I never trusted or liked pro-life activists.
Even at college I thought them too earnest and too religious. I thought the shocking images they showed were manipulative.
I distinctly remember my argument: A heart transplant is gross to look at, too. I don’t want to look at pictures of that, and heart transplants are brilliant. So back off, pro-lifers with your scary pictures.
I also didn’t trust the provenance of the pictures; I was sure they had been photoshopped.
If the anti-abortion position was so strong, it should be able to argue without resorting to emotionally manipulating its audience with fraudulent horror pictures.
Once you have this mentality, it’s very easy to completely dismiss pro-life activists. And the universities of the world are teeming with young people just like that young person I once was.
Fast forward to April 2013 and Kermit Gosnell’s trial in Philadelphia, when everything changed.
Nothing in the intervening years had shaken my feelings on the subject.
But the images shown in the courtroom were not from activists, they were from police detectives and medical examiners and workers at the 3801 Lancaster Ave. clinic.
The expert testimony describing “good” abortions was from OB/GYNs who had been performing abortions for 30 years. The witnesses swore an oath to tell the truth and to present the evidence, and they did, under pain of penalty for perjury.
What they said and the pictures they showed changed me. I am not the same person I was.
Abortion arguments from pro-abortion advocates tend to avoid any actual talk of how an abortion is done and what exactly it is that is being aborted. I know a lot about both now.
I now know that what is aborted is a person, with little hands and nails and a face that from the earliest times has expression.
The humanity in all the pictures is unmistakable, the pictures of the babies that were shown as evidence in the Gosnell trial—first, second, and third trimester babies, in all their innocence and perfection.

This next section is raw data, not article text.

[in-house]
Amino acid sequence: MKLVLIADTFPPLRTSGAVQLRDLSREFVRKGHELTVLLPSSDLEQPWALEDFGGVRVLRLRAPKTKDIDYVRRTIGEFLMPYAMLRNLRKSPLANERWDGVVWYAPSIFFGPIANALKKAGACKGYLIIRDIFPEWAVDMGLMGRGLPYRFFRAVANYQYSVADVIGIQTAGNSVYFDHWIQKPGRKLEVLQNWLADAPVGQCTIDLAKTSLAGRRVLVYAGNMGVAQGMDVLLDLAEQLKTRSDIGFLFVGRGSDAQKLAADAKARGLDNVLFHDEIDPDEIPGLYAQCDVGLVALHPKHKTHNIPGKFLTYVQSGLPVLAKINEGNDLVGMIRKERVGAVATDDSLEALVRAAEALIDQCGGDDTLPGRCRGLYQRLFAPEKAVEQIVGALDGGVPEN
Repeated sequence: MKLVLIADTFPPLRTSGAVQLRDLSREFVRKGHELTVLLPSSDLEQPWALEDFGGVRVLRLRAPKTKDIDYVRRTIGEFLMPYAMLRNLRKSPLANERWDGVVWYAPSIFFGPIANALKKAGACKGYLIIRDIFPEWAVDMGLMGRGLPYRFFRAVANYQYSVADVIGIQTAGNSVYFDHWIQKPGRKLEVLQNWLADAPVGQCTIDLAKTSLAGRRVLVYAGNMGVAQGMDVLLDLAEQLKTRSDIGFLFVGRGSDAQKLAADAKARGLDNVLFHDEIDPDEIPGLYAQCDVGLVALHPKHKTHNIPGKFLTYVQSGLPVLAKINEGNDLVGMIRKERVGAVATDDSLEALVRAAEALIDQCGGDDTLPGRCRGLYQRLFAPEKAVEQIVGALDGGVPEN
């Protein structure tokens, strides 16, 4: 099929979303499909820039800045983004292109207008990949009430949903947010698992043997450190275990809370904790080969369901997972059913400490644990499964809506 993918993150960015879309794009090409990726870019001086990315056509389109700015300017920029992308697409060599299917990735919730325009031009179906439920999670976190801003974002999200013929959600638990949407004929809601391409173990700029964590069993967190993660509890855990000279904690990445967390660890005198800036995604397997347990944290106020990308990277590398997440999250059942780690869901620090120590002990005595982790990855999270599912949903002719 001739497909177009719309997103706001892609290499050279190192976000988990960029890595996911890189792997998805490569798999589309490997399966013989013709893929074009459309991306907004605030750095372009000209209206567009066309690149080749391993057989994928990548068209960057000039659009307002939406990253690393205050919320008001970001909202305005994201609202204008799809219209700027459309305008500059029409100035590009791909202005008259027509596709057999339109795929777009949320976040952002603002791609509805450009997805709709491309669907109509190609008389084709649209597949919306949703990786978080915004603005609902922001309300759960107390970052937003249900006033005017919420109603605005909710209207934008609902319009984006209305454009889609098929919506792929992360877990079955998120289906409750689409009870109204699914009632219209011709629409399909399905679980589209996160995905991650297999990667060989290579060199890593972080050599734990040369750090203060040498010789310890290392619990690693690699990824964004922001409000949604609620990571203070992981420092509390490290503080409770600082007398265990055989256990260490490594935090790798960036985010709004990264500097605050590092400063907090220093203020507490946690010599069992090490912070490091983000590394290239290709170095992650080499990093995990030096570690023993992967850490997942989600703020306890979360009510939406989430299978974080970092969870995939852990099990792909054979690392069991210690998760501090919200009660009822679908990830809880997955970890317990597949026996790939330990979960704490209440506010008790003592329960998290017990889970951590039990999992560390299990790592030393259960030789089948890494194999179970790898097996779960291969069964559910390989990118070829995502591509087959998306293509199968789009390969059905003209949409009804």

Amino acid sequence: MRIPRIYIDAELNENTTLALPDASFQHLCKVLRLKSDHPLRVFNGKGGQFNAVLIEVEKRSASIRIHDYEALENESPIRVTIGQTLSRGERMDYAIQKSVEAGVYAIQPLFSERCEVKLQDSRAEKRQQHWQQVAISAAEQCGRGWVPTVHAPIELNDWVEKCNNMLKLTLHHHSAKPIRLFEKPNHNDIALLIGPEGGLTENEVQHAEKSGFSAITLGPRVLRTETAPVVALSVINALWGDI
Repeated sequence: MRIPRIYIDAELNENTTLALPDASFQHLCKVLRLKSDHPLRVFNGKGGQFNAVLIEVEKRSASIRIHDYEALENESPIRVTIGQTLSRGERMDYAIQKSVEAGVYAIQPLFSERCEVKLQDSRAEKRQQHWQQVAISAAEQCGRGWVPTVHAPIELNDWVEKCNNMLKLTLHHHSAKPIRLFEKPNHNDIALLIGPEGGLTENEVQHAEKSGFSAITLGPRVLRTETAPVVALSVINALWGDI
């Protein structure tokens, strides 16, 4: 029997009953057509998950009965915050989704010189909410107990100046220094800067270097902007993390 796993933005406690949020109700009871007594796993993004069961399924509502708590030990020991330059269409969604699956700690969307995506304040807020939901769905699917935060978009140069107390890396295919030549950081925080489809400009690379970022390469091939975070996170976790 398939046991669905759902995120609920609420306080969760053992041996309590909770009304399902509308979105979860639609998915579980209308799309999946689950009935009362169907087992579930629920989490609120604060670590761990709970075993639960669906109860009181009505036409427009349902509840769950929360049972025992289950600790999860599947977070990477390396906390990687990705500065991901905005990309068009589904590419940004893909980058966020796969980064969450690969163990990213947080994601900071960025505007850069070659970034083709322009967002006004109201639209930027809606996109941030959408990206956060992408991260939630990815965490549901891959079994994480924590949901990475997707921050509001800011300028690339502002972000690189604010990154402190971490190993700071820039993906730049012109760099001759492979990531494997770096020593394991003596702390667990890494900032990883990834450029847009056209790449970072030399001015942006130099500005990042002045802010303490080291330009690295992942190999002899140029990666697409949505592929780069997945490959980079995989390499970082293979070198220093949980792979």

I also know that in a proper, legal abortion, babies are poisoned in their mother’s womb by injecting a needle filled with potassium chloride into the baby’s heart. Then the baby is suctioned out in pieces.
If the baby is bigger, forceps are used to pull it out in pieces—an arm, a leg, the head often torn from the torso. If the head is too big to pull out, the abortionist makes a hole in the base of the skull and the brain is sucked out to collapse the skull so the head can come easily.
That’s how it’s done when it’s done well.
Reading the testimony and sifting through the evidence in the case in the research for this book and for writing the script of the movie has been brutal. I have wept at my computer. I have said the Our Father sitting at my desk.
I am no holy roller—I hadn’t prayed in years—but at times when I was confronted with the worst of this story I didn’t know what else to do.
I have had a profound sense of the presence of evil in the actions of Gosnell and his staff and their complete lack of conscience. Most disturbing of all is the banality of the evil; in the clinic they joked and laughed amidst the carnage.
I am absolutely certain that the dead babies spoken of in court were unique people whom the world will now never know. I hope this book and the movie go some way to mark the fact that they lived and in their short lives made a difference.
Time will tell. This story can change hearts and minds; it has mine.
I can’t reconcile the certainty of the babies’ humanity with the fact that killing babies in the womb at these same ages is perfectly legal in many parts of the U.S.
Kirsten Powers put it eloquently:
Regardless of such quibbles, about whether Gosnell was killing the infants one second after they left the womb instead of partially inside or completely inside the womb—as in a routine late-term abortion—is merely a matter of geography. That one is murder and the other is a legal procedure is morally irreconcilable.
The jurors had to listen to the stories of the lives and deaths of Baby Boy A Abrams (29.4 weeks), whose photograph is on the internet; Baby Boy B (28 weeks), whose frozen remains were found in the clinic—the medical examiner’s photograph of him with his neck slit is online—Baby C, who breathed for 20 minutes before Lynda Williams “snipped” his life; Baby D, who was delivered in a toilet and tried to swim to safety before Adrienne Moton slit his windpipe; Baby E, who cried before Gosnell cut his neck; and Baby F, who moved his leg up to his chest before he was killed.
They saw pictures of the 47 dead babies discovered at the clinic the night of the raid, their remains stuffed into old milk cartons and kitty litter containers.
These babies sent Gosnell to prison. But more than that, they are the most eloquent evidence we have ever had of the reality of abortion.
The media have tried to ignore their stories.
We will not.
This excerpt was taken from Ann McElhinney and Phelim McAleer’s book, “Gosnell: The Untold Story of America’s Most Prolific Serial Killer” (Regnery Publishing, 2017).